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Tag: Criminal Law

New Year’s Eve Safety

We wish you a Happy New Year from Kane and Crowell! New Year’s Eve is, arguably, the Tennessee Highway Patrol’s busiest weekend for patrolling and ensuring safe driving. Every year, THP conducts multiple roadblocks around the New Year holiday. Some of these roadblocks are announced ahead of time, and some are not. Hopefully this information will help you maintain New Year’s Eve Safety.  Just in time, the THP has announced the following roadblocks in our area:

Criminal Law

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Know Before You Post: Social Media, Search Warrants and Your Case

At Kane & Crowell, Attorneys at Law, we emphasize the significance of social media in legal cases. Your online posts can become evidence, just as you can use others’ posts in your case. Accessing these posts, especially deleted or hidden ones, often requires complex steps. Ideally, capturing screenshots or images of relevant posts is essential. For inaccessible posts, you may need a subpoena or court order.

Criminal Law, Kane & Crowell

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Tennessee Small Claims Court

We receive several calls a day regarding Tennessee Small Claims Court.  The Court most people are referring to when they call about this is the General Sessions Civil Court. General Sessions Civil Court hears matters involving damages totaling less than $25,000.00. Therefore, often, this Court will handle evictions, contract disputes, property disputes, minor car accidents, and the collection of debts owed.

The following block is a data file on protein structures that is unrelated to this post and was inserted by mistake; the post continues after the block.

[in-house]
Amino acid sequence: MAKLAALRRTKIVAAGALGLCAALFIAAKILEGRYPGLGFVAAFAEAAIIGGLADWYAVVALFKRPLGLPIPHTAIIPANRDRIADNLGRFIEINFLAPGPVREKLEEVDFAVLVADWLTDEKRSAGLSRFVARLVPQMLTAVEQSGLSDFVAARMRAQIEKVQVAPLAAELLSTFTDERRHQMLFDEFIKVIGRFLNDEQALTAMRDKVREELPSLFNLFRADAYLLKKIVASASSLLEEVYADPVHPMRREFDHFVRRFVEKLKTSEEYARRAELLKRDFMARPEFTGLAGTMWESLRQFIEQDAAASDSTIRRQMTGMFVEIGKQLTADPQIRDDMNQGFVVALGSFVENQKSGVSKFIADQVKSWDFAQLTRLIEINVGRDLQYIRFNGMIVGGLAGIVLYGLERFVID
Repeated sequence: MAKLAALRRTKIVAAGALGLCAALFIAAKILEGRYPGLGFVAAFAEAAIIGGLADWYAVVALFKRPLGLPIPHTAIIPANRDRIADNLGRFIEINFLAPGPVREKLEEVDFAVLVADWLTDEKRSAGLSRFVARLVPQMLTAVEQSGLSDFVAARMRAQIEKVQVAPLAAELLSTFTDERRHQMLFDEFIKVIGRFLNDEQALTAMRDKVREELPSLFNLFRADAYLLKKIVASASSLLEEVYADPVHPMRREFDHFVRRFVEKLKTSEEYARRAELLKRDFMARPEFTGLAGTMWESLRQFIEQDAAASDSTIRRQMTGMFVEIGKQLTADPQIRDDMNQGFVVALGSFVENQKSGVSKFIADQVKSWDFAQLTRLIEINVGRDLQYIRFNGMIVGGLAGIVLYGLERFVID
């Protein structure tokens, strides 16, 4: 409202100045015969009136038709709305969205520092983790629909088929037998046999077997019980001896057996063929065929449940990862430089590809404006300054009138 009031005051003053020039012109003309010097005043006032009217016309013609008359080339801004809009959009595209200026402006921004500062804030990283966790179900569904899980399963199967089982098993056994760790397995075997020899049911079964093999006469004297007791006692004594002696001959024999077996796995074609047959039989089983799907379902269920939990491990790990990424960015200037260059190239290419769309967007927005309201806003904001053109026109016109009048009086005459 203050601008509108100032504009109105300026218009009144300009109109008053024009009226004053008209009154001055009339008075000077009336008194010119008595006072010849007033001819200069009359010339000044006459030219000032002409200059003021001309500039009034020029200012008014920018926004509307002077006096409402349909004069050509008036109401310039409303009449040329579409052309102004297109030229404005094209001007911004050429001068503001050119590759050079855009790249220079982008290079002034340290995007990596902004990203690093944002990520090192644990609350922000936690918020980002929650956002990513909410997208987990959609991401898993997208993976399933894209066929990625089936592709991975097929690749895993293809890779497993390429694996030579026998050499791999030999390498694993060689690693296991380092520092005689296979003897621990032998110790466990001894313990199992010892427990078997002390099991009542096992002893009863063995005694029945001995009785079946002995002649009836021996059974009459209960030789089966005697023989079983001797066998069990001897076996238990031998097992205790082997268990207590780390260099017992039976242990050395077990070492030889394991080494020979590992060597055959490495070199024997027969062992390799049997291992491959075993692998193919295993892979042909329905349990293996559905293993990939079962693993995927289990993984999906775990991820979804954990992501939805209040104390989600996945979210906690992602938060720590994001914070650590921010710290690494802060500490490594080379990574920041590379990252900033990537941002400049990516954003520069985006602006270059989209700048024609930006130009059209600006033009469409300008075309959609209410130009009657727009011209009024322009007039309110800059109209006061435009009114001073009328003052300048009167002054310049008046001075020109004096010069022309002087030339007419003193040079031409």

The number #1 question we are asked about small claims court, ‘is do I need an attorney?’

I usually reply, ‘How much are you being sued for?’

Hiring an attorney can be expensive—no doubt about it. Hopefully, the attorney you are considering hiring has spent many years in the courtroom and many years studying the law. These skills are invaluable, especially if the person on the other side of the dispute has an attorney.

But back to my main question – If you were to lose, how much would you be out? Because as much as you may want a lawyer by your side in small claims court, sometimes it’s simply not cost-effective.

Should I hire an attorney for Tennessee Small Claims Court?

If you are being evicted with only $1000.00 in the bank, consider whether you should spend your last $1000.00 on an attorney. If you have failed to pay rent, there is probably very little an attorney can do for you.  Other than possibly bide you some additional time to move out.

On the other hand, if a Contractor has failed to build something for you as agreed upon. Furthermore, you have spent $10,000.00 on that project, and most often, the only way to get your money back is to sue in General Sessions Court. Hiring an attorney to pursue your action is worth the cost in times like these.

Unlike many courts, however, General Sessions is not a court of record. This means that should you win or lose, within ten days, the other side or yourself can appeal the matter to a higher court.